CCTV footage of youths throwing pieces of concrete through a bedroom window.
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A BUDDHIST temple in South Albury has become the target of youths who have thrown rocks and eggs at its windows four times in the past three weeks.
Police have not ruled out a religious attack on what is traditionally a place of peace.
Monk Ajahn Satit said yesterday he felt sorry for the youths’ ignorance.
“They should take care for their future, doing this is no benefit for themselves,” Ajahn said.
“This is not anger — this is ignorance.”
Eggs were thrown at the Abercorn Street building on March 31 and a week later, Ajahn came home to find the mail box missing and a window broken.
Boards were put up on the windows of the brick building at the end of a quiet street.
A week later, Ajahn was in the meditation room with another member when a rock was thrown at a piece of window not quite covered by the boards.
On Wednesday night, a car stopped and broken bits of concrete were thrown through a bedroom window.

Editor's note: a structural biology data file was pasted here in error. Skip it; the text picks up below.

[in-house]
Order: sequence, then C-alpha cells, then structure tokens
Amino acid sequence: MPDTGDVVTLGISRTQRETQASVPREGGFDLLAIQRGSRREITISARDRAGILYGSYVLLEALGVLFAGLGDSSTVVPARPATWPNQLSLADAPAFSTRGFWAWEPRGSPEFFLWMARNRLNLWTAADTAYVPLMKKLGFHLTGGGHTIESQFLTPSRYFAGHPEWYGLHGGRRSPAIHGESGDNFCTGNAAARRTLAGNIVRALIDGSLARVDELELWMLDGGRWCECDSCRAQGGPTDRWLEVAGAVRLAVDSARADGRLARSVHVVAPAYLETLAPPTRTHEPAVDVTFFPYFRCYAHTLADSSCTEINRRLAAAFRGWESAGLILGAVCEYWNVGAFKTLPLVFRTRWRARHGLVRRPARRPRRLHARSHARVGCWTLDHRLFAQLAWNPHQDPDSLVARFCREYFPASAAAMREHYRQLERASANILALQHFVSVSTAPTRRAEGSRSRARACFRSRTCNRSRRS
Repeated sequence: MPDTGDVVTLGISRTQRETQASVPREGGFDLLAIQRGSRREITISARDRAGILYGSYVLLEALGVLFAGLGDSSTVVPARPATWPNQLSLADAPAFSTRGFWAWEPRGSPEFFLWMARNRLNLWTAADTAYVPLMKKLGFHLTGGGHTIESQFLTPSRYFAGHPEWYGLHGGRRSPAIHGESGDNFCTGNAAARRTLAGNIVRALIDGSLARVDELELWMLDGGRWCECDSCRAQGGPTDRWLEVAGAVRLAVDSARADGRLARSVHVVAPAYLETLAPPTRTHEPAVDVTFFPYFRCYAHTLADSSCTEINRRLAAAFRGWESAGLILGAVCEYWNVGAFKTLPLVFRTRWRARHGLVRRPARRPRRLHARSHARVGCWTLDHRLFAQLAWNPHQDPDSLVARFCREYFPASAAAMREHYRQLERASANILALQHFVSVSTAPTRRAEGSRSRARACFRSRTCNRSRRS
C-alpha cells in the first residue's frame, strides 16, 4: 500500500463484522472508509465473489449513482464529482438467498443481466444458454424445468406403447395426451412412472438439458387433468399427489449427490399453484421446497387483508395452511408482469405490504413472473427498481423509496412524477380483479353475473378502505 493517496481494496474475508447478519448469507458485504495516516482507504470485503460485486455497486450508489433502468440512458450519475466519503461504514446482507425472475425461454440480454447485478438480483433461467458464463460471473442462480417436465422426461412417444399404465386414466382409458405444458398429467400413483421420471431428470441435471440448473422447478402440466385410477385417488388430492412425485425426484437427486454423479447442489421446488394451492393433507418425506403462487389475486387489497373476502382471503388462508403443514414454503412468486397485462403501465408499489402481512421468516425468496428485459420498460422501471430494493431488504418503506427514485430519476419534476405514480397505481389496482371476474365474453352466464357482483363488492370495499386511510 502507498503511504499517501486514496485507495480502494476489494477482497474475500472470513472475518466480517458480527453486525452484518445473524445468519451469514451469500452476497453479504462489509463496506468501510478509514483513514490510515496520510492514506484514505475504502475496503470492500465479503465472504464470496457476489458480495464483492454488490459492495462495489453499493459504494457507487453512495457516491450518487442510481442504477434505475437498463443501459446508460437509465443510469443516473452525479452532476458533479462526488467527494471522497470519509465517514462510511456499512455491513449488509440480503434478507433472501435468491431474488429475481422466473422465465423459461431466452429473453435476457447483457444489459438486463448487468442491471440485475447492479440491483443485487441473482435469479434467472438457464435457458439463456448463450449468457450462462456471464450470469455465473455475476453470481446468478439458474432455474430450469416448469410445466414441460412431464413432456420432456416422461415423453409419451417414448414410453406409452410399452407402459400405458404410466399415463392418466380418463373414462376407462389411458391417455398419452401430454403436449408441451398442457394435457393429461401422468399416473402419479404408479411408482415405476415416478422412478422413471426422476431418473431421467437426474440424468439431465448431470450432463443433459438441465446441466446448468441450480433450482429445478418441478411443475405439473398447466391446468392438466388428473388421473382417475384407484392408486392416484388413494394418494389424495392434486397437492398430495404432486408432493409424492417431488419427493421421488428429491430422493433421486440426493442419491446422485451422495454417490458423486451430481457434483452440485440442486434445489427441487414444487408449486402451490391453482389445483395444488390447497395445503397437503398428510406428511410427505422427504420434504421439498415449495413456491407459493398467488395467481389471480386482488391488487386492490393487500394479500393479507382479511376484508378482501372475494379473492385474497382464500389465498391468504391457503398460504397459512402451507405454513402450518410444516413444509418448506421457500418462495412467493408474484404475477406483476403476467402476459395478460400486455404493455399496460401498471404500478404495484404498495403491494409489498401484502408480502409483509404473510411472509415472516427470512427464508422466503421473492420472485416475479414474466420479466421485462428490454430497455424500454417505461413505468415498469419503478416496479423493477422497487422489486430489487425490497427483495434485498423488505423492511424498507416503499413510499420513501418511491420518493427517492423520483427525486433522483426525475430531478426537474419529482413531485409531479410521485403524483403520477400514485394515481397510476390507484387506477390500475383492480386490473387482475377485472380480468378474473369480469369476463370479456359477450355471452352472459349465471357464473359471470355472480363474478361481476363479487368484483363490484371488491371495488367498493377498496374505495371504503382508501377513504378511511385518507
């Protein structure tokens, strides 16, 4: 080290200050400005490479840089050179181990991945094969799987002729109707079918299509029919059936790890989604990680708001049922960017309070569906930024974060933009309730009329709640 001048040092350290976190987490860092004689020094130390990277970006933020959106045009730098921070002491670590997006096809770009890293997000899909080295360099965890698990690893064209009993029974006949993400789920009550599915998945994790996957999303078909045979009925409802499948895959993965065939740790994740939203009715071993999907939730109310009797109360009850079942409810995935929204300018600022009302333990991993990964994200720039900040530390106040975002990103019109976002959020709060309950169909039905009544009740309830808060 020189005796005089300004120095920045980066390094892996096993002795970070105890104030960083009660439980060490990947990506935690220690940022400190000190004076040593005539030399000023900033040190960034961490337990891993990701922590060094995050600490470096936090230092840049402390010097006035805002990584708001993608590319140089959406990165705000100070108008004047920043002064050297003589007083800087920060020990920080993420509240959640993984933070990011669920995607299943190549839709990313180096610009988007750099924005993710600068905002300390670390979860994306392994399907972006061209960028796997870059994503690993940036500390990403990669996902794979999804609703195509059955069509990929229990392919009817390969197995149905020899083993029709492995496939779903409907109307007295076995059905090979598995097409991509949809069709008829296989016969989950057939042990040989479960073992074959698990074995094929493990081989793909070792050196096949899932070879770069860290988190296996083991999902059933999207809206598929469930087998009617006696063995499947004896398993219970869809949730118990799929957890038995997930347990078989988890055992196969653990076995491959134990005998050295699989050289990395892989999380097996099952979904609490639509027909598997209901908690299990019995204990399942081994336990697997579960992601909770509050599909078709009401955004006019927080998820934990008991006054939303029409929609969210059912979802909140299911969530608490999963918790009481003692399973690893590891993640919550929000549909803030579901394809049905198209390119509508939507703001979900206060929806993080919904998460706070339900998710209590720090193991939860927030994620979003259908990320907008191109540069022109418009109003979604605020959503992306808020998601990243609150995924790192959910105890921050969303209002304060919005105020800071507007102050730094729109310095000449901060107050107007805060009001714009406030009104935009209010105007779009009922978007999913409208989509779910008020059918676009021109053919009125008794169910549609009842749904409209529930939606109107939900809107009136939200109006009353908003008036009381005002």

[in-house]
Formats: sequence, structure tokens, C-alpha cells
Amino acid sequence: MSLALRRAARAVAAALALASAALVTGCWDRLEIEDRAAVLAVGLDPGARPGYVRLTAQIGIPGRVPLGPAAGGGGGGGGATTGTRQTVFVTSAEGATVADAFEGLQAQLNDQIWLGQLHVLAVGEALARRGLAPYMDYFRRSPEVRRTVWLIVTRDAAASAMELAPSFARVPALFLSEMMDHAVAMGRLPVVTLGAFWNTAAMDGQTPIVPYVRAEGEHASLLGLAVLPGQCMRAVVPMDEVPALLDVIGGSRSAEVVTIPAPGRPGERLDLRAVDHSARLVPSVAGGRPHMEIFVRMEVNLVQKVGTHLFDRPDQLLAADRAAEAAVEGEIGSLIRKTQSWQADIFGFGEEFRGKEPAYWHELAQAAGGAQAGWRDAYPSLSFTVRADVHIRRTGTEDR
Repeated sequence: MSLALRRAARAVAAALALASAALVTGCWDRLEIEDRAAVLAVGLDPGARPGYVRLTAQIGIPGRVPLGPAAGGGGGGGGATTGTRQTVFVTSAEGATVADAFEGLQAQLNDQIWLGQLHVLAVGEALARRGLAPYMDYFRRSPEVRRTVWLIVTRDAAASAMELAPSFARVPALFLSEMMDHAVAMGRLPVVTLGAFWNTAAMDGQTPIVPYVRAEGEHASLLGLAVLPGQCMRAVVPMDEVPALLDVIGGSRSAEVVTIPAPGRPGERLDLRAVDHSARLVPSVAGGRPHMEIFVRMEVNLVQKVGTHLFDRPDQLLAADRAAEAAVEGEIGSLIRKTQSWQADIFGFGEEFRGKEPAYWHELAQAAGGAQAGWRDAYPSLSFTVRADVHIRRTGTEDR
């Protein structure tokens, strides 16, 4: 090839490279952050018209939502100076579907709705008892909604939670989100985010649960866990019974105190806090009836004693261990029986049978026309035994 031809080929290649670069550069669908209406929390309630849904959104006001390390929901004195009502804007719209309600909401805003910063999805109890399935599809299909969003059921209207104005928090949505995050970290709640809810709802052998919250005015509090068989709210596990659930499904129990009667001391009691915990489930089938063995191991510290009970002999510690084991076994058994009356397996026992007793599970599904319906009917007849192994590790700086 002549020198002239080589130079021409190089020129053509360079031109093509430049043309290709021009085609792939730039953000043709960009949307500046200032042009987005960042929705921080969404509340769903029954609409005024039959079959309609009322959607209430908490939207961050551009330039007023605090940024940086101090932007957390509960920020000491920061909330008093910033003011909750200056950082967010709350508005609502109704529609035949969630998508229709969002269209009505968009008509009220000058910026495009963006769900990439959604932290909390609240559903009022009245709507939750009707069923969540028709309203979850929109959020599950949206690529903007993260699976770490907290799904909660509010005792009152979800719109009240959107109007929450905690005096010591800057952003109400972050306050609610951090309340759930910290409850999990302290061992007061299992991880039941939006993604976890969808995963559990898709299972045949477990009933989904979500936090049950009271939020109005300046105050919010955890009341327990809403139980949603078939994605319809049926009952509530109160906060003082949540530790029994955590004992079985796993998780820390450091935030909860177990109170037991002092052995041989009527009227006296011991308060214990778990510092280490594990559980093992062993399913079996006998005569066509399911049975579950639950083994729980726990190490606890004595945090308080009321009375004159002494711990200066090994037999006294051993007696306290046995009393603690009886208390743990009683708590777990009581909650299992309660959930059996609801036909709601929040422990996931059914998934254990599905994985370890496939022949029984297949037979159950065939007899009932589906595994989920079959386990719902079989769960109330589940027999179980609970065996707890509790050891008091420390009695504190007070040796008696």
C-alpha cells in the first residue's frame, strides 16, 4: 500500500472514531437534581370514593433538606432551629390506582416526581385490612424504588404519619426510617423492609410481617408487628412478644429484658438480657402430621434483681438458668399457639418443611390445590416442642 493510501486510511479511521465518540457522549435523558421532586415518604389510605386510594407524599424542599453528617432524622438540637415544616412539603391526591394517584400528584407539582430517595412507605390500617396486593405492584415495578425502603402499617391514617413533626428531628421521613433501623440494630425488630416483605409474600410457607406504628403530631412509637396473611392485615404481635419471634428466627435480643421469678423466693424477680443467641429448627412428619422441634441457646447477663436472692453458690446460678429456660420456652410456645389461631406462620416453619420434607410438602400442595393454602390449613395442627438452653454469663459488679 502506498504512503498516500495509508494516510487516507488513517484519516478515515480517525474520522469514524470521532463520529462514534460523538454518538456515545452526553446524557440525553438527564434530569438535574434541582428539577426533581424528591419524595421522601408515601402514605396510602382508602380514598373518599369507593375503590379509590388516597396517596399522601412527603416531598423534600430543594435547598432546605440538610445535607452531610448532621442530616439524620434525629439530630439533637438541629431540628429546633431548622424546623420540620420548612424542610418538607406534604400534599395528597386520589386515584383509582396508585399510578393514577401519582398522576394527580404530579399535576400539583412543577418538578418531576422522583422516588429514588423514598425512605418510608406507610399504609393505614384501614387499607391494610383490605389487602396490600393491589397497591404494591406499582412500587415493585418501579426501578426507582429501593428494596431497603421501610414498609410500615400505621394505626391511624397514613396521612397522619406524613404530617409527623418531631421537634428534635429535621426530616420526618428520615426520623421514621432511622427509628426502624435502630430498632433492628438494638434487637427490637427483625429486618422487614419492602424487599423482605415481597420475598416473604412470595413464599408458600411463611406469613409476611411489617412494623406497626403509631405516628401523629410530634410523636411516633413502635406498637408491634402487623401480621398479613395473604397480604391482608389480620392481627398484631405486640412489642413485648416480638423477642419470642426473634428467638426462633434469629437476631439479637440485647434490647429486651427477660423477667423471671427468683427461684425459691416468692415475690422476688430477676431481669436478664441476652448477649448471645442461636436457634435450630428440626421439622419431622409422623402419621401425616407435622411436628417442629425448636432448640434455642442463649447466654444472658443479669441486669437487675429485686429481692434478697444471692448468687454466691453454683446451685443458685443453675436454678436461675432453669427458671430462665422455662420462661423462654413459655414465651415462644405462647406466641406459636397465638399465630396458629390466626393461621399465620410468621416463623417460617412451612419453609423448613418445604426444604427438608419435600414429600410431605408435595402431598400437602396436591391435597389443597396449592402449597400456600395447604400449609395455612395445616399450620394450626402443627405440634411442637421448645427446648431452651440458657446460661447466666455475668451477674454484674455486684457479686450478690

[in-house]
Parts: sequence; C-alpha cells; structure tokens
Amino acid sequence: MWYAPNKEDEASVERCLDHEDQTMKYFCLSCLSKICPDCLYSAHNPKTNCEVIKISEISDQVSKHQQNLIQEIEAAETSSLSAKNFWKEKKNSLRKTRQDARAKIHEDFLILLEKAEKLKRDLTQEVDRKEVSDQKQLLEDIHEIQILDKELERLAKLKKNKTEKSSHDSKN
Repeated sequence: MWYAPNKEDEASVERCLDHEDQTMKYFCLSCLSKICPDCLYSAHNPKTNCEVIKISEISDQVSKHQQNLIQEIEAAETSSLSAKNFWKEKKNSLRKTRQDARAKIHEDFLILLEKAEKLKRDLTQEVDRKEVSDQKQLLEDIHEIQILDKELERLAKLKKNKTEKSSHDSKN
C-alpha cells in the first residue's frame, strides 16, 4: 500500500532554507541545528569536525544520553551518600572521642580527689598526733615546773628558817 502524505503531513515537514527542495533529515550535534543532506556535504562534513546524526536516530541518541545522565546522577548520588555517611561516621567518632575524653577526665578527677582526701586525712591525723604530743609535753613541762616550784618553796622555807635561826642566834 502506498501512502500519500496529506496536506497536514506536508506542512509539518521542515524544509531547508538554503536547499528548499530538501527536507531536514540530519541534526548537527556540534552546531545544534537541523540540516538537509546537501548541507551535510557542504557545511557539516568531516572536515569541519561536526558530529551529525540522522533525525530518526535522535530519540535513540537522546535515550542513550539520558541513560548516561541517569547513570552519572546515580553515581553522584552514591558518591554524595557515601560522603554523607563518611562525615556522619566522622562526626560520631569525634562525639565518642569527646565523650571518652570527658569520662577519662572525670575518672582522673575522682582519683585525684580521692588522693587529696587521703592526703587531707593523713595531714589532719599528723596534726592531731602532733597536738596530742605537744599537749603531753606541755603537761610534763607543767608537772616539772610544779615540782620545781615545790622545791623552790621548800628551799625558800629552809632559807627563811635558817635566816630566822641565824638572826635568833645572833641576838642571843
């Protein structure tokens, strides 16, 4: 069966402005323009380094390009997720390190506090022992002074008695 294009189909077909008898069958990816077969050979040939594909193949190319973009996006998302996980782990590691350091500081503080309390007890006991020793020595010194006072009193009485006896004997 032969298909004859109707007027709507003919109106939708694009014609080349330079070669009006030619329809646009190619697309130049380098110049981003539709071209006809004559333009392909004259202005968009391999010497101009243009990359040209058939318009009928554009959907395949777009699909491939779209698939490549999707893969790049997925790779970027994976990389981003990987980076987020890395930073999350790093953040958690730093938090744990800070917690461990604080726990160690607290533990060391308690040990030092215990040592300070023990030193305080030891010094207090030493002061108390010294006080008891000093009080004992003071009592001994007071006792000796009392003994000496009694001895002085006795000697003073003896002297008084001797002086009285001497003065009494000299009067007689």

Insp David Cottee said police were investigating the attacks, which were possibly linked.
“It’s disappointing to think people are not respectful enough to leave other people’s beliefs alone,” he said.
Patrols of the area would be increased.
A crime prevention officer would work with the temple, which already has closed-circuit television cameras, to improve security.
It is little more than a year since the temple was robbed twice in six weeks of the equipment used to tidy the house and temple.
The temple, which welcomes all to its Sunday service, has existed in Abercorn Street since 1986 and is the only one of its kind in the region.
Ajahn, who moved to Australia from Thailand 15 years ago, moved to Albury two years ago to try and raise the profile of the temple in the region.
He said the attacks were an exercise in tolerance for the Border members of one of the world’s most peaceful religions.
Ajahn urged the vandals, who he said were young people, to find other means to use their energy.
“If they do some other challenges that are a lot better for the community and themselves,” he said.